Thursday, October 14

Democrats Hate the Idea of Private Social Security Accounts - Because They Cannot Steal From Those Accounts...

One issue that keeps coming up in US politics is the Democrat's claim that Republicans will wreck Social Security if they ever get back into power.

One way that they mention the Republicans will do this is by changing Social Security to permit workers to put at least part of their Social Security payroll deductions into private accounts that they can then influence how they are invested. One benefit of this change put forward is that the money put into those accounts is dedicated for the person who earned the money and gives the possibility of a better return on the savings than the Government might be able to provide. The Democrats in turn has falsely labeled this plan as just another way to steal money from workers and give it to Wall Street.
Democrats are wrong to claim that personal accounts would hand Social Security over to Wall Street because - unlike having Washington centrally manage investments, as Bill Clinton favored - individuals would make their own decisions along with their choice of financial advisers.

The idea would be to take control of retirement away from politicians in Washington and from politically connected Wall Street insiders and put it in the hands of workers themselves. The upside is that the accounts would be able to provide much higher returns than the current Social Security system even promises, let alone what it can actually pay. They can therefore be sold to the public as what they are - benefit increases. - Washington Times
The one real problem to the Government (and to Democrat's demand to ever increase spending) with moving to private accounts is that the Government would no longer be able to take Social Security money and use it for other purposes. And how much of the Social Security surplus has the Government taken? How about all of it. Over $2 Trillion.
Social Security taxes are paid into the Social Security Trust Fund maintained by the U.S. Treasury (technically, the "Federal Old-Age and Survivors Insurance Trust Fund", as established by 42 U.S.C. § 401(a)). Current year expenses are paid from current Social Security tax revenues. When revenues exceed expenditures, as they have in most years, the excess is invested in special series, non-marketable U.S. Government bonds, thus the Social Security Trust Fund indirectly finances the federal government's general purpose deficit spending. In 2007, the cumulative excess of Social Security taxes and interest received over benefits paid out stood at $2.2 trillion. - Wikipedia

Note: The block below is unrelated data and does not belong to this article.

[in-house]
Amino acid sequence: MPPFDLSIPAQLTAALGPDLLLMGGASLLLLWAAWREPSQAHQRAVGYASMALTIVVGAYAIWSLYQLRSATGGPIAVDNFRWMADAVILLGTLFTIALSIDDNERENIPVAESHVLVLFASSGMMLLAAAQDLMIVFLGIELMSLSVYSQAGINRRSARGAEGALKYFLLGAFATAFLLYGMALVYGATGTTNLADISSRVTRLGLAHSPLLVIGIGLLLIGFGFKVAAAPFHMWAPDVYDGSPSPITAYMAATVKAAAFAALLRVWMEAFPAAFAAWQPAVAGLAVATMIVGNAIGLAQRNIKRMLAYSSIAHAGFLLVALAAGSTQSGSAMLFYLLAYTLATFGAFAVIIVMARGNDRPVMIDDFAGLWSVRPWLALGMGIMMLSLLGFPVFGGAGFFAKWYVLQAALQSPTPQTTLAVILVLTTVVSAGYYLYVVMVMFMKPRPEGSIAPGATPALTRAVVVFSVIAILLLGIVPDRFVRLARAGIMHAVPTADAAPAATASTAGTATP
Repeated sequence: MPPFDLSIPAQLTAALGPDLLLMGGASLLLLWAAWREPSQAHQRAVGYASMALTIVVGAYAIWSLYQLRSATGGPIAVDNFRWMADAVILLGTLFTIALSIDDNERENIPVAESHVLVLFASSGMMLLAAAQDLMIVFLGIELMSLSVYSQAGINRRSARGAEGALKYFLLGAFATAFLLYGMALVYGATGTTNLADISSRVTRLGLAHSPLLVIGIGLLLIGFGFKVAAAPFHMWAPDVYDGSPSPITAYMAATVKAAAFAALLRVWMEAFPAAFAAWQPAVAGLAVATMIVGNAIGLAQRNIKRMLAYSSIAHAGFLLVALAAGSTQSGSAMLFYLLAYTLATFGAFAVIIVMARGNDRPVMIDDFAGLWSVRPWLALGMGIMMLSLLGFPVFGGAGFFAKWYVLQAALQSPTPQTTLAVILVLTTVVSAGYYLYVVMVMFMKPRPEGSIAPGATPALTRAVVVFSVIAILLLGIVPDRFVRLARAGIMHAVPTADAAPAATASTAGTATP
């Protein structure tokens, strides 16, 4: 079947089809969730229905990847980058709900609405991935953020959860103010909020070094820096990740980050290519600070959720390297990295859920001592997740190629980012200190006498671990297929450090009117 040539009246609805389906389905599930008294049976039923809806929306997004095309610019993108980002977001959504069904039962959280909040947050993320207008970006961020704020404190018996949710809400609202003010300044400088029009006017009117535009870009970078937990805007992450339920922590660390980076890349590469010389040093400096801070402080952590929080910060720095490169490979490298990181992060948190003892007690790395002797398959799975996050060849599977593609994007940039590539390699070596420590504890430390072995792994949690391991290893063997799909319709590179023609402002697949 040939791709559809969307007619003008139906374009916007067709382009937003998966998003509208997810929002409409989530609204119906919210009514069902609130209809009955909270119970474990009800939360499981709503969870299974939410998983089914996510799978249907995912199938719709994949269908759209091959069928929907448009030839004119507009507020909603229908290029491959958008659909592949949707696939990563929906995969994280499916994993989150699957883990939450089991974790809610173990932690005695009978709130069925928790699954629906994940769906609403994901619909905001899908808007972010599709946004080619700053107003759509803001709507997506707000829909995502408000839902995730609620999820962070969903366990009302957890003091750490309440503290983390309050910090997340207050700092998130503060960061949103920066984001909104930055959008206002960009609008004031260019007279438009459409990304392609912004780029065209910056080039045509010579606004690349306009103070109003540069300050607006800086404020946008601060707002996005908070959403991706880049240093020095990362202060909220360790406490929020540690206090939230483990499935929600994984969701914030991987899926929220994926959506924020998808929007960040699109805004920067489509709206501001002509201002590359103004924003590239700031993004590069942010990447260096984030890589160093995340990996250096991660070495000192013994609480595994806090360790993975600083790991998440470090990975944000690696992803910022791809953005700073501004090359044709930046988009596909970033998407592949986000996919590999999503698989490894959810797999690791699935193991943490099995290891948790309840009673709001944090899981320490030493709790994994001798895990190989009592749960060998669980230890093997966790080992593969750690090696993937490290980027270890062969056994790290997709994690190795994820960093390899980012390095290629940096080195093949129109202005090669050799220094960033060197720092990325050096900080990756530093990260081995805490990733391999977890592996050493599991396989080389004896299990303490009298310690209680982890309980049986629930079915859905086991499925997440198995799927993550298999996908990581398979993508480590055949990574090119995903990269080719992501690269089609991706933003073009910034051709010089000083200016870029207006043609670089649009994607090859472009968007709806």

So on the one hand, Social Security has a surplus of over $2 Trillion to meet it's needs. On the other hand, all of that money was traded for Government bonds. The bonds are a promise from the Government to repay Social Security.

The Government took the money and spent it. The Government now either needs to pay that money back to Social Security, and with running a deficit, would need to borrow that money to repay the bonds. That could be a serious problem given that the Government already needs to borrow to cover the current year's spending deficits. And that is a problem with the idea of selling the bonds held by Social Security. Doing so increases the amount that needs to be sold into the market, and the Government is already having trouble selling the bonds it needs to need to cover current-year deficit spending.

Of course they could just print more money. I am not sure exactly how that would work out.

So remember, no matter how the politicians try to claim that Social Security has no problem, keep in mind that these same politicians turned the Social Security Trust Fund of $2 Trillion and turned it into added Government debt.
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